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Elder Abuse

Elder Abuse – Penal Code  368 PC

More and more in our society, the authorities have passed laws and set up special prosecutors to protect the elderly. In order to be charged with elder abuse, you're going to have to be accused of doing something either physically or in some financial way to an elder.

A lot of times, I see children being charged in reference to their parents – whether they're trying to basically financially abuse them by taking all of their funds – or dealing with them in some unlawful manner.

Of course, people can also be charged who are not family members of the victim, and they can be trying to take

Elder Abuse

advantage of them in some financial way by stealing their money or trying to trick them out of their financial interests.

This is another area that I see prosecuted in Los Angeles County for elder abuse all the time. And then of course, somebody physically hitting an elder is another area that the prosecutors will prosecute when it comes to an elderly person in any type of physical abuse or domestic violence.

hey will use photographs of injuries and various other tactics – witnesses who see the elder in a bad state, having been abused by someone.

Defenses to Elder Abuse

Sometimes the elderly accidentally hurt themselves, have memory issues because of their age, and don't realize that nobody actually physically abused them, and therefore, there's no crime committed.

A lot of defenses in elder abuse cases really center around the facts of the case and whether or not the authorities are able to prove that the person that's charged with elder abuse actually did anything wrong.

Sometimes, when it comes to financial elder abuse, the person that's being accused is really just trying to help the other party and they're permitted to use funds for themselves while they take the time and effort to try to help their elderly parent or someone that's a family member to them.

So, what it really comes down to when it comes to elder abuse is whether or not the authorities have the evidence to prosecute somebody for this type of serious offense.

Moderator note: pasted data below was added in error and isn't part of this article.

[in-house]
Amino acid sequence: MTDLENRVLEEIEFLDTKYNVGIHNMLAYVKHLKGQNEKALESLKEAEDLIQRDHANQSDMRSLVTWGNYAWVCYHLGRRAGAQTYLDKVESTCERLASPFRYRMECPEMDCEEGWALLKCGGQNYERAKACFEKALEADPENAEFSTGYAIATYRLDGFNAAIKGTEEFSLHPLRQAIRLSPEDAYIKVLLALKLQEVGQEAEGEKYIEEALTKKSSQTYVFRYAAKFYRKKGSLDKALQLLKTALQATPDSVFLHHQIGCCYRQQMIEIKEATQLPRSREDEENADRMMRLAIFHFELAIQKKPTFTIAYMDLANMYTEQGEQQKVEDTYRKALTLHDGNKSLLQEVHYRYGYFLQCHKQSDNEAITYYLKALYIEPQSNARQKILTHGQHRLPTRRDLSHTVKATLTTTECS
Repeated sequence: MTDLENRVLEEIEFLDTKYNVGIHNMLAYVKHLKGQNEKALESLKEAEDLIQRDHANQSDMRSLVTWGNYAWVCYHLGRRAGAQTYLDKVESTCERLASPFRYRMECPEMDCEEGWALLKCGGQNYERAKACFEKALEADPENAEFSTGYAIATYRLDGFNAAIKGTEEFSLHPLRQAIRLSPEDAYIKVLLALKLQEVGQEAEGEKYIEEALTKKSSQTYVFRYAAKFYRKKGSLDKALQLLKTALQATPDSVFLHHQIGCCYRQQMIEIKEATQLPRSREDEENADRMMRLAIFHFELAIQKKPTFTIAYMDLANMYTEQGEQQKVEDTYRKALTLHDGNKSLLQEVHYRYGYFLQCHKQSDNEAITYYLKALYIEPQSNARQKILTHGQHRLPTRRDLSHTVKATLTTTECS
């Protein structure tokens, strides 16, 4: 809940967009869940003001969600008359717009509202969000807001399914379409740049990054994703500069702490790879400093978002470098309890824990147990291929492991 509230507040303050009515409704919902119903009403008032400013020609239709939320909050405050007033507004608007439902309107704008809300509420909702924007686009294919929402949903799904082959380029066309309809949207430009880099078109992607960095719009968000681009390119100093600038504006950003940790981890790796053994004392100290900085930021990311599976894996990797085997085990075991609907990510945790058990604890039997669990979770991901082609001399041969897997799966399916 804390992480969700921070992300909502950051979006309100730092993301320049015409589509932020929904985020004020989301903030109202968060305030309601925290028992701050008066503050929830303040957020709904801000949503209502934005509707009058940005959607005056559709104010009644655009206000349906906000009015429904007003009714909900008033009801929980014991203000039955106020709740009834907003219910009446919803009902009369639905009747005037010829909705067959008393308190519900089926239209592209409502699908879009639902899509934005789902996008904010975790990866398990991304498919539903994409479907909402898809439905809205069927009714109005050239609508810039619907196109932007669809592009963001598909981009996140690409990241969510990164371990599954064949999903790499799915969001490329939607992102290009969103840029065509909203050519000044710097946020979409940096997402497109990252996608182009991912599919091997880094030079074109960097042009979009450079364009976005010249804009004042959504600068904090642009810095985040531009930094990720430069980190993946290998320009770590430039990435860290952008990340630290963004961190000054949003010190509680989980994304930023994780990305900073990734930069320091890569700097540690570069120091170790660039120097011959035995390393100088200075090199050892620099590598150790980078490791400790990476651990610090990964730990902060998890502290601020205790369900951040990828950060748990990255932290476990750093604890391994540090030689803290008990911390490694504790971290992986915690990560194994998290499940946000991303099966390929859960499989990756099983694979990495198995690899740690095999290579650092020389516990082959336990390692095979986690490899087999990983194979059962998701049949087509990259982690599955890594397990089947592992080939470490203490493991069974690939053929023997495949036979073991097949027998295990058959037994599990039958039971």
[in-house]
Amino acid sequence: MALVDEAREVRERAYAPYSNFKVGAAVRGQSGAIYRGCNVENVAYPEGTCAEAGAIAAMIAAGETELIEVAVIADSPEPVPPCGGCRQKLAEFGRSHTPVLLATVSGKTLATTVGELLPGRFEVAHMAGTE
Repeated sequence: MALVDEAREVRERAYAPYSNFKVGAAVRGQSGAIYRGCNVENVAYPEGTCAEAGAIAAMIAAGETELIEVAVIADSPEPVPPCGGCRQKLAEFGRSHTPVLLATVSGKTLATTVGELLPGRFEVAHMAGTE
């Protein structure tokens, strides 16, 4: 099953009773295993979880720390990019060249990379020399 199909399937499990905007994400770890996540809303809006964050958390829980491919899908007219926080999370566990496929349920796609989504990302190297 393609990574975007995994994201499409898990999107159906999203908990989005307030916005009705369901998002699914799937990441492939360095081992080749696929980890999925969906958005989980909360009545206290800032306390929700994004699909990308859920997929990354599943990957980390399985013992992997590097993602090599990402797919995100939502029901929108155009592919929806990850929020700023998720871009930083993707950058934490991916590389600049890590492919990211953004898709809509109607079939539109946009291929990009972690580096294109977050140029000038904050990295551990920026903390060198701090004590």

What Should You do if You're Charged With Elder Abuse?

So, in the end what I like to do is have people come in, we sit down, we go over everything that's going on with their case, and I just ask that people tell the truth and give me all the details, that way I can properly defend you. That means not putting any type of spin on what happened or leaving things out that are important.

Let me be the judge of what's important and what's not. We'll go over everything related to the elder abuse case. Then we're going to look at the elements of California Penal Code Section 368 and really see if the prosecutors have met those elements.

If they haven't, then we'll set up a defense to take the case to trial and win the case. If it looks like they have met their elements and they are going to be able to prove their case, then obviously we're going to have to do some damage control – negotiation, sit down and go everything and decide exactly how to best present the case to the prosecutors.

That's where I come in, but I'm going to have you do some things. I'll give you a list of stuff to do to get some character letters and some other things related to the case, and then obviously, I'll do what I need to do to set everything up, and when we're both working together, we're going to get the result we need to get based on the circumstances that we find ourselves in. It's a matter of putting a goal out there and putting the pieces in place to achieve it.

Definition of Elder Abuse in California

Elder abuse can be in the form of physical abuse, emotional abuse, neglect and/or endangerment, or financial fraud when directed towards someone over the age of 65.

California elder abuse law is very complex and requires the assistance of an experienced law firm. Our Los Angeles criminal lawyers have a combined 75 years of experience and are knowledgeable on elder abuse laws.

Under California Penal Code Section 368 elder abuse is defined as physical abuse, financial abuse, or any other treatment that results in physical and/or mental pain or suffering towards an elder or a dependent adult.

To be convicted of elder abuse, the prosecution must prove beyond a reasonable doubt that the defendant willfully or negligently subjected an elder to unjustifiable physical pain or mental suffering or allowed another person to do so; that the conduct occurred under circumstances likely to produce great bodily injury; that defendant knew or should have known that alleged victim was an elder (over 65 years of age).

Elder abuse is considered a wobbler offense, meaning that depending on the circumstances, the crime may be charged as either a misdemeanor or a felony.

If convicted of misdemeanor elder abuse, a defendant faces informal probation, a maximum of one year in jail, fines ranging from $6,000 to $10,000, restitution to the victim, and counseling.

If convicted of felony elder abuse, a defendant faces formal probation, two to four years in state prison, and an additional seven years if the victim suffered great bodily injury, up to $10,000 in fines, restitution to the victim, and counseling.

As defense attorneys, our objective is to avoid these harsh penalties for our clients. We fight aggressively and do whatever we can to get the best possible results. We will assert any and all defenses applicable to our client's case, such as insufficient evidence, mistaken identity, accidental injury, or any other applicable defense.

If you or someone you know is on criminal charges, contact a Los Angeles elder abuse attorney at our office to learn how we can defend you in court.

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